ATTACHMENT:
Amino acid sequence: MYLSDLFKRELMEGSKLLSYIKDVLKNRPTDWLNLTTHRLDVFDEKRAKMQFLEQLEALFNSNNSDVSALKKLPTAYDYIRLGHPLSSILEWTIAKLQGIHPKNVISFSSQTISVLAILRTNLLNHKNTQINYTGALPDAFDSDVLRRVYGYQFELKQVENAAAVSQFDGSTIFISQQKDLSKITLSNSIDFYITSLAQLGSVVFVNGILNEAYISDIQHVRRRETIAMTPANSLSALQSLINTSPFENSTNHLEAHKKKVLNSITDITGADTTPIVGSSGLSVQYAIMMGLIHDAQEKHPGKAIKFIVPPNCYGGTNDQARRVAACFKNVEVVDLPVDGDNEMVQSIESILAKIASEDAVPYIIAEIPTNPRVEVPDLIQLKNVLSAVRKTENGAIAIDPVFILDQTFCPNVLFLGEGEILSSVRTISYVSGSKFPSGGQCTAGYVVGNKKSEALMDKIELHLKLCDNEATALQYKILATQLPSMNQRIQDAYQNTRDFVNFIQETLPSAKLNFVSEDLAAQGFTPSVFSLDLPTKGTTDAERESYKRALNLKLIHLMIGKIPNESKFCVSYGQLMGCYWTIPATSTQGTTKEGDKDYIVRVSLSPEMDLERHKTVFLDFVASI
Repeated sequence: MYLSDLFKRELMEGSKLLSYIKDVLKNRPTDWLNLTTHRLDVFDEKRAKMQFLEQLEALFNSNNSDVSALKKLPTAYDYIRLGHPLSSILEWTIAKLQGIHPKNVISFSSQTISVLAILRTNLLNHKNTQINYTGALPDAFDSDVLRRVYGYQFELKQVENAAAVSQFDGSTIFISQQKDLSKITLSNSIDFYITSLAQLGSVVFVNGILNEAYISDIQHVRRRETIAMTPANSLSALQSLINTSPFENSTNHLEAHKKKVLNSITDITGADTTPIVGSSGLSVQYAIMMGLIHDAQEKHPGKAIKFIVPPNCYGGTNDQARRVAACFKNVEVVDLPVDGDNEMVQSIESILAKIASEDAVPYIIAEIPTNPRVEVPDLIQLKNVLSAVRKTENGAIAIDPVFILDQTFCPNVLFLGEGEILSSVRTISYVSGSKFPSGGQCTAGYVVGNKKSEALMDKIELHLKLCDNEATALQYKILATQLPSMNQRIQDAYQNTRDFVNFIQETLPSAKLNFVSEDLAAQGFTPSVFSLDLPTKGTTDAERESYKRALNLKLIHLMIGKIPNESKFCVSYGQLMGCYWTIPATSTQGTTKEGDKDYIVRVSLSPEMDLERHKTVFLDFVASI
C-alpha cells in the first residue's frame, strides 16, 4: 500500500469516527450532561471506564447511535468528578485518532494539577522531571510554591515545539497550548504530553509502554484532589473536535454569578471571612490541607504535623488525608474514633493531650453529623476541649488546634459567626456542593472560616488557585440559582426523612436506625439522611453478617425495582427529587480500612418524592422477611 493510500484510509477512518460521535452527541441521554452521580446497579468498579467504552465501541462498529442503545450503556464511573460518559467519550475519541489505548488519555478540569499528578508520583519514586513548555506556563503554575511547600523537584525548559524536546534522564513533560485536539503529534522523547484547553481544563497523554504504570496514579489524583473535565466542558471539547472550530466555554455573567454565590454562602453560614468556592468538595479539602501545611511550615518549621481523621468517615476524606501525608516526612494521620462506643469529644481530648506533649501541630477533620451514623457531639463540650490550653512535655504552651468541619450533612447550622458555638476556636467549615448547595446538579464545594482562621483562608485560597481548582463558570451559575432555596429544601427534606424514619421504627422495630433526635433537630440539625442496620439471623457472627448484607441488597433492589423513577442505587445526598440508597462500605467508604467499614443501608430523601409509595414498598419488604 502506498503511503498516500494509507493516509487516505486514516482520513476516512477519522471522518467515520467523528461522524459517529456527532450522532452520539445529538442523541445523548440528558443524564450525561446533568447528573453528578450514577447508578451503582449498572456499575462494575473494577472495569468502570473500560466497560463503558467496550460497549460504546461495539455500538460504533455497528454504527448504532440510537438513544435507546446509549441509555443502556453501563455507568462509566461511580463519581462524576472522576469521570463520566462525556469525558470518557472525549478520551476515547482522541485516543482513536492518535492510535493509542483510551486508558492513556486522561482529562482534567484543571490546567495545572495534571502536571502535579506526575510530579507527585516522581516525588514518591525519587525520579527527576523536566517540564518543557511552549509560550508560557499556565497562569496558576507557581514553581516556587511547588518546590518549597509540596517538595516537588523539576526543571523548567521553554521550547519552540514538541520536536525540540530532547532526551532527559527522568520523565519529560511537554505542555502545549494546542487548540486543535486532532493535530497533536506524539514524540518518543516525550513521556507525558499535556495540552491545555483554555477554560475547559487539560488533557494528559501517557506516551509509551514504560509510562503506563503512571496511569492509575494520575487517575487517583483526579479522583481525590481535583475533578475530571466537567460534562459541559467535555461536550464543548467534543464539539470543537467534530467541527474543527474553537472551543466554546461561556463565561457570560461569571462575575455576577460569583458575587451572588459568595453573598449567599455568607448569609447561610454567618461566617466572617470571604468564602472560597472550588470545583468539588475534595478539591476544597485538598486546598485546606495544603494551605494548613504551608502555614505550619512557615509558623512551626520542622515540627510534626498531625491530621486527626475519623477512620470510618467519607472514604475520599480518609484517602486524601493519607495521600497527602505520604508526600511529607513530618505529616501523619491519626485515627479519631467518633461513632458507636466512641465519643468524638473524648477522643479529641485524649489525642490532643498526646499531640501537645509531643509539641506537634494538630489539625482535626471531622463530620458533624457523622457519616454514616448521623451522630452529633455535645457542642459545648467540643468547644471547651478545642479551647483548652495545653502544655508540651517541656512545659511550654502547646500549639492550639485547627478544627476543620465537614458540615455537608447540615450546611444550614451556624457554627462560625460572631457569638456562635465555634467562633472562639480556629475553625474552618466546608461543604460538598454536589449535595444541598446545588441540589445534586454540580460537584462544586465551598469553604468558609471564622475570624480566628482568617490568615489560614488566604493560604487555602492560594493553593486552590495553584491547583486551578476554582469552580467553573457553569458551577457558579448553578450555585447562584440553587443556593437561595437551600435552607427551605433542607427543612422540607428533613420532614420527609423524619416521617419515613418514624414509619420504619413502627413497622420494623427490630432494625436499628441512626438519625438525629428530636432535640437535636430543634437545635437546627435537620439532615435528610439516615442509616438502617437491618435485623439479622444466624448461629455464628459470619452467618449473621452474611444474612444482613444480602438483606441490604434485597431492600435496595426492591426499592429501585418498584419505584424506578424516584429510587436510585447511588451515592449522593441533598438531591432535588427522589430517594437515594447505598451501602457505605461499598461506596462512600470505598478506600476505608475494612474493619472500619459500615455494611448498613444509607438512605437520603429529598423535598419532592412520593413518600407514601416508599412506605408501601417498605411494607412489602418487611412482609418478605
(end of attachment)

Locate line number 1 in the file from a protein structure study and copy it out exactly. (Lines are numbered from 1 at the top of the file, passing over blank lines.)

Amino acid sequence: MYLSDLFKRELMEGSKLLSYIKDVLKNRPTDWLNLTTHRLDVFDEKRAKMQFLEQLEALFNSNNSDVSALKKLPTAYDYIRLGHPLSSILEWTIAKLQGIHPKNVISFSSQTISVLAILRTNLLNHKNTQINYTGALPDAFDSDVLRRVYGYQFELKQVENAAAVSQFDGSTIFISQQKDLSKITLSNSIDFYITSLAQLGSVVFVNGILNEAYISDIQHVRRRETIAMTPANSLSALQSLINTSPFENSTNHLEAHKKKVLNSITDITGADTTPIVGSSGLSVQYAIMMGLIHDAQEKHPGKAIKFIVPPNCYGGTNDQARRVAACFKNVEVVDLPVDGDNEMVQSIESILAKIASEDAVPYIIAEIPTNPRVEVPDLIQLKNVLSAVRKTENGAIAIDPVFILDQTFCPNVLFLGEGEILSSVRTISYVSGSKFPSGGQCTAGYVVGNKKSEALMDKIELHLKLCDNEATALQYKILATQLPSMNQRIQDAYQNTRDFVNFIQETLPSAKLNFVSEDLAAQGFTPSVFSLDLPTKGTTDAERESYKRALNLKLIHLMIGKIPNESKFCVSYGQLMGCYWTIPATSTQGTTKEGDKDYIVRVSLSPEMDLERHKTVFLDFVASI